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Michael Ein

ATLANTIC CITY - City Council voted 6-1 Wednesday night to borrow $38.5 million to settle up with taxpayers - casinos, mainly - who have overpaid on property taxes.

One of the casino operators, Trump Entertainment, is owed $14.5 million.

At 3.5 percent, interest on the five-year loan will amount to more than $3.5 million - the cost of making up for erroneous past tax assessments. Currently, multiple properties pay nothing because they are credited for past overpayments - and that excess money is long since spent.

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Sixth Ward Councilman Tim Mancuso cast the lone no vote granting final approval of the measure. He said he hoped to address the issue using money unspent this year by the city - equivalent to $8 million and an impossibility, unless the city wants to start next year behind financially, director of revenue and finance Michael Stinson has said.

Councilman Dennis Mason did not attend the meeting. George Tibbitt abstained as a precaution because he is appealing his taxes.

Before local officials actually borrow the money, they must get approval from the state Department of Community Affairs' Local Finance Board, as per the terms of the DCA's plan overseeing city finances. That oversight started in October 2010 and was extended another year despite protest from the city.

In this case, however, the approval amounts to a formality because Stinson said he met with DCA staff before council first considered the move two weeks ago.

About 90 percent of the loan will be used to repay casinos. It does not affect pending tax appeals that, once resolved, could reduce revenue by millions of dollars.

Property owners, including casinos, appeal assessments in a bid to lower their taxes. During the appeal, they pay taxes on their assessed value, but if they win their appeal, the city owes them for what they overpaid.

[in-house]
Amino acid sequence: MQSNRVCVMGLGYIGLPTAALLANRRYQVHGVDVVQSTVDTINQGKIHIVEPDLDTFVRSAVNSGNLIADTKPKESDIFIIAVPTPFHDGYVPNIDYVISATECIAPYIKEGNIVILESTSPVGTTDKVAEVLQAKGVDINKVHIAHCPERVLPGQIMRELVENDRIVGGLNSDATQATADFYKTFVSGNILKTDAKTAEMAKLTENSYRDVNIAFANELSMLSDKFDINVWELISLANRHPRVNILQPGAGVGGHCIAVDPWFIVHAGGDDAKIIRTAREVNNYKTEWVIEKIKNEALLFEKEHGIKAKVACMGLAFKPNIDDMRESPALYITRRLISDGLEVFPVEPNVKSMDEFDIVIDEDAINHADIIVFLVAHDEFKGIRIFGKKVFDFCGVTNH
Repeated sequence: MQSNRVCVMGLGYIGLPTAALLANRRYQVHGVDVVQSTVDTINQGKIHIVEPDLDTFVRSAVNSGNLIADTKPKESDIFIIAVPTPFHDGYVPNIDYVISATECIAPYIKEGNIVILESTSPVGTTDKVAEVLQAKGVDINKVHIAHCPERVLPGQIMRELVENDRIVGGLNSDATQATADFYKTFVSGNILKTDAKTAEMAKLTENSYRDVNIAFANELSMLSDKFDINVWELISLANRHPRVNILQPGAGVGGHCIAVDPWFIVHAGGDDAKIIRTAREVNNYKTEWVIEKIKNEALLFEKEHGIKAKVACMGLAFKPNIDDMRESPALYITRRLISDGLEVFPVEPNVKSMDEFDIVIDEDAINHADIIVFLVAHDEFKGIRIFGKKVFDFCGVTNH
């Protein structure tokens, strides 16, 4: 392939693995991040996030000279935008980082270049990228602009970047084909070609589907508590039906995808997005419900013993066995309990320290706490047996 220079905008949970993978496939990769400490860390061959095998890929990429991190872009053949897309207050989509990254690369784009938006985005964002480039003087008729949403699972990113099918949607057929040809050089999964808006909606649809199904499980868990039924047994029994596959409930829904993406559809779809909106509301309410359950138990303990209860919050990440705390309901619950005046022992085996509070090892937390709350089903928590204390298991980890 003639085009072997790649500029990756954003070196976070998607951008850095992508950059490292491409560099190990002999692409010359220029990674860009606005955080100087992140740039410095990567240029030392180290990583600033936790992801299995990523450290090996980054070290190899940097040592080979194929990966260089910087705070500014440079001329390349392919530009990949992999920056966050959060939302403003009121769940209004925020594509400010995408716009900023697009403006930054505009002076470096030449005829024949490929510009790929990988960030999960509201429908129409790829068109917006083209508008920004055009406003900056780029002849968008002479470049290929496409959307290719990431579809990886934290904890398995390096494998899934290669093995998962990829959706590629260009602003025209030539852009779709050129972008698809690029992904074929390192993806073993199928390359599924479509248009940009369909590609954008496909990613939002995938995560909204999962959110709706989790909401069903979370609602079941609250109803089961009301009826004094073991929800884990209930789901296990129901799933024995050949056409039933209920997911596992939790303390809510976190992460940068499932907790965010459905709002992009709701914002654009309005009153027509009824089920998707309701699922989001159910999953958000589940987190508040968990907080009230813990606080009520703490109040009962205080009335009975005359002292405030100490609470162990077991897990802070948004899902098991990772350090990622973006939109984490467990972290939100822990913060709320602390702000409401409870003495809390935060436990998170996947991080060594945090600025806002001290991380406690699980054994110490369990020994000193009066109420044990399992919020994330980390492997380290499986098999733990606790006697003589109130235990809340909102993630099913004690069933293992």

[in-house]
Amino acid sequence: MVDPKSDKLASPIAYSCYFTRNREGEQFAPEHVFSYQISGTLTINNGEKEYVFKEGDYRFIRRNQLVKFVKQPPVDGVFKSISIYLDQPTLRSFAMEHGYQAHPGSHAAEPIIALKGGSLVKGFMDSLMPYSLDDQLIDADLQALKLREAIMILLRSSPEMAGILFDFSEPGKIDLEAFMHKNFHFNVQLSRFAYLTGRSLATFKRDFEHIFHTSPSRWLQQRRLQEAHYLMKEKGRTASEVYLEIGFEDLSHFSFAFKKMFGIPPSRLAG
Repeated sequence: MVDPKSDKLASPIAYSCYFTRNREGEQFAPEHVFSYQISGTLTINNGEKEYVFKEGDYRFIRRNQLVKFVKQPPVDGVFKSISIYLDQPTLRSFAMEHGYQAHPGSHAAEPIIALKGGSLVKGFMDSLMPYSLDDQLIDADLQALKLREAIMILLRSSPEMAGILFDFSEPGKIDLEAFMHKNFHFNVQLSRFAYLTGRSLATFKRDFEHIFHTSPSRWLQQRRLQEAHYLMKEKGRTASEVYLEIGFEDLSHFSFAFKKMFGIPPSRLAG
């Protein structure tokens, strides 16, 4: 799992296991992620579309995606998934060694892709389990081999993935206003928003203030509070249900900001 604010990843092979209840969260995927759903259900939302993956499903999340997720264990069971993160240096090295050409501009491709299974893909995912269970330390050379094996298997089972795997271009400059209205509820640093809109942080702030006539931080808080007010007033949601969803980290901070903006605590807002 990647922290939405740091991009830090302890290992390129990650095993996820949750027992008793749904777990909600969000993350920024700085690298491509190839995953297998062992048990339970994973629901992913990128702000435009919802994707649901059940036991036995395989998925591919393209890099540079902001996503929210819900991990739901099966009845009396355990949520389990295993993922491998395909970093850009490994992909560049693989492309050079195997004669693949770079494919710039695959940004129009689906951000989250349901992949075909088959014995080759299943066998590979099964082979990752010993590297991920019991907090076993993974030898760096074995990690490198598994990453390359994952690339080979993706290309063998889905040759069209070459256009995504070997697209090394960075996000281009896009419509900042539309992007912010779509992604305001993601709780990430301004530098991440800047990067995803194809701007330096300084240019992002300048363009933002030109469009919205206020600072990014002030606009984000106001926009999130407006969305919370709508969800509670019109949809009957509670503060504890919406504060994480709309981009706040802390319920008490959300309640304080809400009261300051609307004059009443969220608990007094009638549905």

The city has handled those appeal losses in the past by giving out tax credits, not cash refunds.

But some businesses and casinos have accumulated so many credits that they are not even paying taxes currently, and that can hurt the budgeting process.

The loan will repay:

- $1.7 million to the former owner and operator of the Sands Casino Hotel, ACE Gaming.

- $8 million to Pinnacle, which bought the former Sands property

- $10 million to Resorts Atlantic City

- $14 million to Trump Entertainment. The company owns the Trump Taj Mahal Casino Resort and Trump Plaza Hotel and Casino.

The city already has settled appeals with Pinnacle, which bought the land formerly home to the Sands after its implosion four years ago, and Resorts Casino Hotel. Those agreements block property assessment challenges by those casinos through 2014.

The 10 other casinos currently operating continue to fight their property assessments. Revel Entertainment Group also is challenging its assessment, but Business Administrator Michael Scott said he expects about $30 million in tax revenue from the company's $2.5 billion resort once it opens in May.

Officials have not ruled out the possibility that they could work out those agreements in a way that helps recoup interest owed on the loan approved Wednesday night.

"If we do this and pay casinos what's due to them, it's almost a wash," 3rd Ward Councilman Steve Moore said Wednesday. "The taxes they will now begin to pay will be practically the same amount as the debt service of the bond for the year. So the offset is negligible."

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